Myth: Raw Milk is more nutritious than pasteurized milk

Reality: Some people believe that raw milk is better because it tastes better and contains higher levels of nutrients than processed milk. While taste is an individualistic phenomenon, nutrition needs to be viewed holistically and scientifically.

In reality, raw milk can naturally carry disease causing bacteria which can cause serious illness and even death. Young children, the elderly, people with weakened immune systems and pregnant women are specifically susceptible to infections from raw milk.1

Thus, theoretically, raw milk may appear to contain slightly higher amount of certain nutrients (e.g. certain vitamins), but consuming it may not necessarily be a wise choice.


Myth: People with lactose intolerance need to avoid all milk and milk products

Reality: Lactose intolerance is the inability of the person to digest lactose (milk sugar). However, lactose intolerant people can comfortably consume certain dairy products. The products like certain cheeses and fermented products have low lactose contents due to its breakdown by starter culture bacteria during fermentation. Aged cheeses are also low in lactose. Further many people with lactose intolerance can drink up to 1 cup (around 240 ml) of milk daily without any problem.2 Thus, most people with lactose intolerance can enjoy milk and milk products with a little care on their part.


Myth: Consuming dairy products can lead to weight gain

Reality: Weight gain occurs when anyone consumes more calories than required. Contradictory to the above myth, scientific evidence shows beneficial role of milk and milk products in adult weight management with energy reduced diet. Research shows that consumption of 3 to 4 servings a day of dairy foods (high in calcium and good source of protein) in an energy reduced diet may help obese and overweight adults.2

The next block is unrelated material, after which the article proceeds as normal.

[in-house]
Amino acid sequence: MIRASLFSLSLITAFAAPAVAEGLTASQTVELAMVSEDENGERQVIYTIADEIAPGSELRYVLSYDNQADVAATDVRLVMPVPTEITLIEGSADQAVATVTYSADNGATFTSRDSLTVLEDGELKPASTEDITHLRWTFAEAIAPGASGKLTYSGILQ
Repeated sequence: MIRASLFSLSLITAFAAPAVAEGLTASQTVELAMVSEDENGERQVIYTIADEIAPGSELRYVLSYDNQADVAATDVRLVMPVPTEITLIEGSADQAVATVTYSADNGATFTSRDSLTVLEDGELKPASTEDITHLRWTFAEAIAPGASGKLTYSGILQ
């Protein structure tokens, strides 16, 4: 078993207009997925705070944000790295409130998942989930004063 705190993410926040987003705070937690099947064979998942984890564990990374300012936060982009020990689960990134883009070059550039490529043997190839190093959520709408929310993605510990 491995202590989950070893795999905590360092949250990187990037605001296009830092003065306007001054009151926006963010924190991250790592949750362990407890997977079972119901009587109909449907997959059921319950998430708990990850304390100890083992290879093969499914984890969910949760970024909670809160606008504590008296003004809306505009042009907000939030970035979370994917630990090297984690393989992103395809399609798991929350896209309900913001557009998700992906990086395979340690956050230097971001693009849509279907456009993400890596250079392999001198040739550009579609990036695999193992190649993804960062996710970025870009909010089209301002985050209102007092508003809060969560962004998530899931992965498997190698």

Myth: Consuming dairy foods can increase the risk of heart disease

Reality: There is no scientific evidence that consuming milk or other dairy foods leads to heart disease. On the other hand, milk fat contains several components like conjugated linoleic acid and sphingolipids that might protect against heart disease.2


Myth: Milk causes asthma

Reality: There is no scientific data that supports that consuming dairy foods makes a person asthmatic. According to investigations, milk consumption does not aggravate symptoms of asthma.3


Myth: Drinking milk can cause kidney stones

Reality: Dietary calcium, including calcium from milk, actually protects against the formation of kidney stones. On the other hand, calcium taken as supplements appears to increase the risk of kidney stone formation.4, 5


Myth: Milk contains some growth hormones, so drinking milk causes early puberty

Reality: There is no scientific evidence that drinking milk causes early puberty. Milk has always contained natural bovine growth hormones in very small amounts. 90% of these hormones are destroyed with pasteurization. The remaining trace amounts are broken down into inactive fragments in the gut.6


Myth: Powdered milk is unhealthy

Reality: Milk powder contains most of the important nutrients such as amino acids, minerals and vitamins of milk. The nutritional value may slightly vary when compared with milk, but powdered milk has a longer shelf life and is the best choice in the times of low availability of milk.



1. American Academy of Pediatrics Advises Pregnant Women and Children Not to Consume Raw Milk Products. Accessed on 07.01.2015 at:

2. Miller GD, Jarvis JK, McBean (2000). Handbook of Dairy Foods and Nutrition. 2nd Edition, CRC Press, Boca Raton, FL.

3. Wuthrich B, Schmid A, Walther B, Sieber R (2005). Milk consumption does not lead to mucus production or occurrence of Asthma. J Am Coll Nutr, 24 (6): 547S-555S.

4. Curhan GC, Willett WC, Rimm EB, Stampfer MJ (1993). A Prospective Study of Dietary Calcium and Other Nutrients and the Risk of Symptomatic Kidney Stones. N Engl J Med, 328: 833-838.

5. Curhan GC, Willett WC, Speizer FE, Spiegelman D, Stampfer MJ (1997). Comparison of dietary calcium with supplemental calcium and other nutrients as factors affecting the risk for kidney stones in women. Ann Intern Med, 126(7): 497-504.

6. Edelstein S (2013). Food Science: An Ecological Approach. Jones & Bartlett Publishers, Burlington, MA. pp. 219-252.